To mark the conclusion of Spectacle’s fourth full calendar year of operation, our programming collective has selected their favorites from among the regular series features each other showed throughout the past twelve months. The result, BEST OF SPECTACLE (aka BoS2K14), provides an opportunity to revisit some of 2014’s greatest discoveries, thrills and audience-pleasers.
This is the second half of our selections, the first half can be viewed here.
Dir. Pierre Koralnik, 1967
France, 85 min.
In French with English subtitles
With custom English subtitles created by Spectacle!
THURSDAY, JANUARY 8 – 7:30 PM
THURSDAY, JANUARY 15 – 10 PM
SATURDAY, JANUARY 24 – 10 PM
TUESDAY, JANUARY 27 – 7:30 PM **closed due to inclement weather**
THURSDAY, JANUARY 29 – 7:30 PM
Part of the How Anna Got Her Groove Back: Karina After Godard series.
A kaleidoscopic, energetic burst of bright colors, infectious musical numbers, and absurdly charming performances, ANNA is a pop-art musical masterpiece that has been locked away for far too long.
Originally made as the first color film for French TV, Anna Karina stars as a shy artist who is unknowngly photographed one day and soon becomes the obsession of an advertising executive (played by French New Wave stalwart Jean-Claude Brialy). He plasters her image up all over town in an attempt to discover the mystery girl, whom he doesn’t seem to notice is the same girl that he keeps bumping into whose wearing those nerdy-chic glasses…
But really, this is all just an excuse for zany, irrestistable fun. The Yé-Yé music, scored and soundtracked by French pop icon Serge Gainsbourg (who also makes several on-screen appearances), is some of the most infectious and catchy work of his career, with Karina’s vocals shining throughout, including the famous ‘Roller Girl’ number that has since been referenced in countless fashion spreads. Every sequence features candy-coated visuals and sumptuous costuming soaked in the era’s impeccable style, all supported by ace contributions from key Godard personnel, including editor Françoise Collin (BAND OF OUTSIDERS, PIERROT LE FOU, 2 OR 3 THINGS I KNOW ABOUT HER) and DP Wally Kurant (MASCULINE FEMININE). Impossible to resist, the film feels like a pitch-perfect melding of Godard’s A WOMAN IS A WOMAN and Demy’s THE UMBRELLAS OF CHERBOURG, with Karina’s adorable beauty and effervescent charm as the center of attention. And be on the lookout for a Marianne Faithfull cameo!
The film was a hit on French television in the late 60s and received a brief Japanese theatrical run in the 90s, but has since vanished and, to the best of our knowledge, has never screened before in the US. Working with Universal Music, Spectacle is enthralled to present this lost gem of 60s French cinema.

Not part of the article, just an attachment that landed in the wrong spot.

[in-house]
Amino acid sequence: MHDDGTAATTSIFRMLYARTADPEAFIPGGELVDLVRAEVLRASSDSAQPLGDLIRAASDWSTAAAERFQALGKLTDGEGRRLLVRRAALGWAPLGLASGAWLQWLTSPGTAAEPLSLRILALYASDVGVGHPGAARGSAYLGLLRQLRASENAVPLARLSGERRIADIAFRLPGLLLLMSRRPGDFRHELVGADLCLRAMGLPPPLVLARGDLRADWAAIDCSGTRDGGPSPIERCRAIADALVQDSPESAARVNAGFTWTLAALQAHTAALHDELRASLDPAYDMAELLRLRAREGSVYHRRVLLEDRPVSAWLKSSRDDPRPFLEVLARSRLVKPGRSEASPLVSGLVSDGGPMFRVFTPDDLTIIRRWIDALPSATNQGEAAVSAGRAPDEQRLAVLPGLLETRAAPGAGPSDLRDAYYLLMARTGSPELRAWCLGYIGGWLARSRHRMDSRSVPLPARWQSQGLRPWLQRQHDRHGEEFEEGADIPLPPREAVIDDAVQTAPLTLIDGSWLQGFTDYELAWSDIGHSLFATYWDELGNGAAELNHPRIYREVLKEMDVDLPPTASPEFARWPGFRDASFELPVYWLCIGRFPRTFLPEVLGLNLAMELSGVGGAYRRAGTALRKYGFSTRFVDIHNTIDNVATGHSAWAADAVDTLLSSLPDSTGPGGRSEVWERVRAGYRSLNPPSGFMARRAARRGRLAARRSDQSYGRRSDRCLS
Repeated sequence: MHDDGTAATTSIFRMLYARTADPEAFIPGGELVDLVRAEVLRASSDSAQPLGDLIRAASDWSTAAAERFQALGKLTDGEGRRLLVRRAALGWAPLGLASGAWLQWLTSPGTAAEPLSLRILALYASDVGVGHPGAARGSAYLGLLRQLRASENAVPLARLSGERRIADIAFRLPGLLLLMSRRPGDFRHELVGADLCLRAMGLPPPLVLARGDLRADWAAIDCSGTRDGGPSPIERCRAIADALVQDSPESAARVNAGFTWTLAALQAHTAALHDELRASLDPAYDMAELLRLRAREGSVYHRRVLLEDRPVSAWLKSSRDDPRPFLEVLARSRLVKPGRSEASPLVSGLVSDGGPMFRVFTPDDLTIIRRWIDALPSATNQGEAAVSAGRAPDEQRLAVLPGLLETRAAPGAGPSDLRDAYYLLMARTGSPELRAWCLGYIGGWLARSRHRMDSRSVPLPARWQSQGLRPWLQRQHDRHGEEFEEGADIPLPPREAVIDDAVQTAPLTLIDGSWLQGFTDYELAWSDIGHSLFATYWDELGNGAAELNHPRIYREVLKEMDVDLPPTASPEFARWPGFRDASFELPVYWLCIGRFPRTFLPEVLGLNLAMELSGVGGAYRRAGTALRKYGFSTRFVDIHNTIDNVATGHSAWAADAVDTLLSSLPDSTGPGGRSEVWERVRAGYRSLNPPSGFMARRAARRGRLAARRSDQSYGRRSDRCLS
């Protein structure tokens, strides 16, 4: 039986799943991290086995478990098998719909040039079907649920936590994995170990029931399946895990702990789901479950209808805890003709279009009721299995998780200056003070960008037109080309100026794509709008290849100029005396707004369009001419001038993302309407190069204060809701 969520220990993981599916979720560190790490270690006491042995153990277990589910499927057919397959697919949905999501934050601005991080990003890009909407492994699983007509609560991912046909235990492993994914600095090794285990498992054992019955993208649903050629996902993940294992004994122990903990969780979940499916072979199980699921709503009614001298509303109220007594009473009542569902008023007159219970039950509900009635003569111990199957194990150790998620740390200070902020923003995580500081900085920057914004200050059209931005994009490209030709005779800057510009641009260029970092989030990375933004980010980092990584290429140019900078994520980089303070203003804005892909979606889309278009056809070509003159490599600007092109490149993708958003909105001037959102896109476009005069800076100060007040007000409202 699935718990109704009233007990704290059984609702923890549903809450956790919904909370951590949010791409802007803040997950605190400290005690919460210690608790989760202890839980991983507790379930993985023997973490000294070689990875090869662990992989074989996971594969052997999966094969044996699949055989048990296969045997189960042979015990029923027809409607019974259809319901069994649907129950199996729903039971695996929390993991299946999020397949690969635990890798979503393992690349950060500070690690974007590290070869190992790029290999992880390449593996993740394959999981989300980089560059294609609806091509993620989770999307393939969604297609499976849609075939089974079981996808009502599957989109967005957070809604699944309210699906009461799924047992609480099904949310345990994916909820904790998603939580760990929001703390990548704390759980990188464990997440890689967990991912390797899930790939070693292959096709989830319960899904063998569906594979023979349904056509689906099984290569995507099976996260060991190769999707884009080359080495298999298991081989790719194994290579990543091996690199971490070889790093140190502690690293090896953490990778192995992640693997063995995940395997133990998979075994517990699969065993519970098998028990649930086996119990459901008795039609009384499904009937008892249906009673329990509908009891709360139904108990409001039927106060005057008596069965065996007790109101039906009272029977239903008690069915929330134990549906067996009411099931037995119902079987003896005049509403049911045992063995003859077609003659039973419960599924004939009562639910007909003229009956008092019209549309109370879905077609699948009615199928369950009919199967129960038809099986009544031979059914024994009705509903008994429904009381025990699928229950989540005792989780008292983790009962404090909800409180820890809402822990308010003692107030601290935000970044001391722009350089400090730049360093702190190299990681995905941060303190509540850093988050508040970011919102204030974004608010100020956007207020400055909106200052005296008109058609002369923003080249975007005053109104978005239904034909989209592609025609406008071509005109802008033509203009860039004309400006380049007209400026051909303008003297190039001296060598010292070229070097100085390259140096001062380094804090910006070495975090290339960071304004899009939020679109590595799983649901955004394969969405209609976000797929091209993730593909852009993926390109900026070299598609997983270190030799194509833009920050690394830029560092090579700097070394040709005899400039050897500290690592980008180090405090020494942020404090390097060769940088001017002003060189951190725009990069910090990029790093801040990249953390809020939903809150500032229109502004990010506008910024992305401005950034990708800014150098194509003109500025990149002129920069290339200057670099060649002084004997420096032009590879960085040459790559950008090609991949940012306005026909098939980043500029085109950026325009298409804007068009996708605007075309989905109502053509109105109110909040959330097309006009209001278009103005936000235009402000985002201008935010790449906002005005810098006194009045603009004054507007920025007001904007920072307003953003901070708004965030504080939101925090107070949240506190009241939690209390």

SUNDAY, JANUARY 4 – 7:30 PM
SATURDAY, JANUARY 10 – 7:30 PM
WEDNESDAY, JANUARY 21 – 7:30 PM
WEDNESDAY, JANUARY 28 – 10 PM
Part of the Out in the Streets series.
[TRIGGER WARNING: Drug use, violence, sexual slurs, and a disturbing scene of torture.]
It was six years between Antonio Carlos da Fontoura’s stunning debut, COPACABANA ME ENGANA, and it’s follow-up, A RAINHA DIABA. If the former film bears the stylistic tropes of François Truffaut, then it might be said that the later was clearly influenced by weed. In a stunning change-up, the gritty, black-and-white, often loosely-choreographed cinematography is abandoned in favor of a shocking explosion of bright color to tell the story of The Devil Queen, a ruthless, pansexual, drug-pushing queen who runs Rio de Janeiro’s favelas with a velvet-gloved fist.
A RAINHA DIABA is loosely based on the persona of Madame Satã (“Madam Satan,” a name adapted from the Cecil B. DeMille film), ex-slave, drag performer, self-described homosexual, biological father of seven, convicted murderer, and legendary cabaret performer who was an outlaw hero in Rio’s 1930’s underground. Fontoura’s contemporary seventies riff is also shaped by the director’s admission that every time he smoked a joint, he wondered about the bloodshed that came with it. And the movie has no shortage of it, in garish, Hershchell Gordon Lewis red, chronicling the war that erupts in the streets after The Queen and his henchmen attempt to frame a small-time street hustler to take the fall for his boyfriend. Milton Gonçalves dominates the title role with a ruthless, wry performance that garnered him Brazil’s preeminent Best Actor award. And Odete Lara (star of COPACABANA ME ENGANGA and Glauber Rocha’s ANTONIO DAS MORTES) is also spectacular as the hustler’s nightclub singer girlfriend.